Supreme Court Scheduled to Discuss Caldera Today

Medicare Set-Aside Blog, MSP Litigation on October 11, 2013 | Posted by Jennifer Jordan, JD, MSCC

On September 25, 2013, the Caldera cert petition was distributed to the Supreme Court Justices for Conference on October 11, 2013. Today’s the day the Supremes again decide whether the MSP is worth its time or not. Unlike previous bites at the apple, all of which lower courts ruled in favor of Medicare recoveries, Caldera represents Medicare not recovering in a situation that it otherwise should not have been responsible for payment. If Caldera stands, WC carriers could be encouraged to more frequently deny claims of Medicare beneficiaries and fight longer in the interest of avoiding payments requiring prior authorization. More states like Georgia could see the benefit of passing laws limiting medical benefits. The public policy implications here are entry different than previous considerations. This is not an individual who received an insurance payment inclusive of reimbursement for medical expenses arguing why he should have to actually reimburse the entity that made those medical payments on his behalf, regardless of that entity’s rather precarious financial situation. Hopefully the Justices will recognize that and give this case serious consideration today.

The question before the Court this time is “What is required in order to commence a private cause of action for double damages under 42 U.S.C. 1395y(b)(3)(A)?” The fact pattern in Caldera is actually the perfect circumstances for bringing a private cause of action under this section of the statute as we previously understood it from cases such as O’Connor v. Mayor & City of Baltimore and the various Stalley cases. Prior to Medicare Advantage Organizations (MAOs), the only people able to achieve standing to raise this claim was a Medicare beneficiary against a primary payer. Caldera is a Medicare beneficiary for whom Medicare paid for surgeries that his WC carrier later admitted were related to the industrial injury. But the lower courts did not even get to the standing issue as they found the state law did not call for payment, therefore Medicare reimbursement was never even an issue. Hence the question here is essentially if not this, then what exactly are the proper circumstances to raise this claim?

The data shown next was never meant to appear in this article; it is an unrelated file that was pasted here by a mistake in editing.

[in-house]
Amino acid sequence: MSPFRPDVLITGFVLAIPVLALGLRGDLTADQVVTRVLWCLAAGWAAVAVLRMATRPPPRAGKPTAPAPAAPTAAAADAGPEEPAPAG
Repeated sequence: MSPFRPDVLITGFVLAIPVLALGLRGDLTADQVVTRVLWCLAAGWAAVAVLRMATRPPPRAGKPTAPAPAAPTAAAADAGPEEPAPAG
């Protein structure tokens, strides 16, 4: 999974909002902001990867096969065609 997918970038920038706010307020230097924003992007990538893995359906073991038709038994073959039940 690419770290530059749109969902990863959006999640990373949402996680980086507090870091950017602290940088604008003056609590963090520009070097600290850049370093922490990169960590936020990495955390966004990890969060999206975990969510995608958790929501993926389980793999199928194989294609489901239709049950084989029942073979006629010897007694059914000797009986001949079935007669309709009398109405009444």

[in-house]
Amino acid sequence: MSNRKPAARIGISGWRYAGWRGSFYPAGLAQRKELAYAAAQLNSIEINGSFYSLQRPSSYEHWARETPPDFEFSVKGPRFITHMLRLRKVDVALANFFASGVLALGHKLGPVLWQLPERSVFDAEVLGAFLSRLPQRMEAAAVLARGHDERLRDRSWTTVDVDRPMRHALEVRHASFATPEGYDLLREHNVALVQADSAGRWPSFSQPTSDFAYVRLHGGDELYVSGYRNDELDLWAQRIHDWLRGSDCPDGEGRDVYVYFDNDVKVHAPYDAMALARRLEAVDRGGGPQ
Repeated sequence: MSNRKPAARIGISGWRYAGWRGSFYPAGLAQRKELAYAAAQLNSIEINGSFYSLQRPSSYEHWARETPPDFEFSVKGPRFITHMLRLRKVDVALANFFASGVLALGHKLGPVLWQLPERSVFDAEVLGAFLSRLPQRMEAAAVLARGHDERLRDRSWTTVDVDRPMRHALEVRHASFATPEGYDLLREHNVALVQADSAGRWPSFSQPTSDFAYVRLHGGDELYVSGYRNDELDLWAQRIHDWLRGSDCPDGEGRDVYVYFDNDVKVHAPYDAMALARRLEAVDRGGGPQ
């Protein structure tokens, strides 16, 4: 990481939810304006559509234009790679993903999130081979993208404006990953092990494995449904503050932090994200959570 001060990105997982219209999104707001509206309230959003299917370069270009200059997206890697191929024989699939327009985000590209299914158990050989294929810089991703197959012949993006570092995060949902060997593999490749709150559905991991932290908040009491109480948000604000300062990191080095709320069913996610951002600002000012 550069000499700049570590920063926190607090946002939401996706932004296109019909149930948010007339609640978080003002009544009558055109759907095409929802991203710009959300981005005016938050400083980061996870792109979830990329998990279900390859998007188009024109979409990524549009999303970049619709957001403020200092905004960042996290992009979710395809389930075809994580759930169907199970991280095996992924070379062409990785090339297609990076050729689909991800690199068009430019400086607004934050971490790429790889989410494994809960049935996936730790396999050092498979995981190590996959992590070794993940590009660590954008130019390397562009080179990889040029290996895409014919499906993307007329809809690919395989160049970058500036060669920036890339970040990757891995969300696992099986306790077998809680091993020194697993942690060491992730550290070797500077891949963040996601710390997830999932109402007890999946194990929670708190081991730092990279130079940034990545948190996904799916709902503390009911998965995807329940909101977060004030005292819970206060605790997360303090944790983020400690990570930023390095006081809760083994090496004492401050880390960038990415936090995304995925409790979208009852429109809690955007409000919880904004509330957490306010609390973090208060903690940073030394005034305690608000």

So what are Caldera’s chances? Rule 10 of the Rules of the Supreme Court of the United States explains that cert is not a matter of right, but of judicial discretion. Cert will only be granted for compelling reasons and the three typical considerations are conflict among the circuits, public policy and federal question. We do not have conflict among the circuits. While there are several conflicting private cause of action applications involving various types of insurance claims, this is the first case of its kind. Caldera rules 100% in favor of state WC law and never even gets to the MSP issue, therefore it is unlikely we’ll get there as a circuit conflict. But what about this inherent conflict in the application of §1395y(B)(3)(A) throughout the nation? 3rd Circuit says MAOs can use it to file suit in federal court just as the government can, however the 9th circuit qualified that and says it can only be used in cases against primary payers, while the district courts in Tennessee and Michigan just recently said that it can only be used in group health situations. 6th Circuit indirectly concurs with its district court in its application in Bio-Medical Applications of TN, a claim against a group health plan that denied dialysis payment on the basis of ESRD Medicare entitlement – the exact activity the statute was trying to prevent. While we may not have direct conflict on this particular issue, we have conflict and perhaps that makes this a federal question more than anything. And given the aforementioned public policy implications, there really are several issues the Court should seriously consider.

One way or another, we will know by the end of the month whether the Court will again leave us to toil away in the confusion and misunderstanding of the MSP that exists today. Should it be granted cert, oral arguments would not be held until well into 2014 as cases granted cert prior to the beginning of this term already occupy the schedule through December 12, 2013.

Keep your fingers crossed…

 

 

http://www.supremecourt.gov/Search.aspx?FileName=/docketfiles/13-194.htm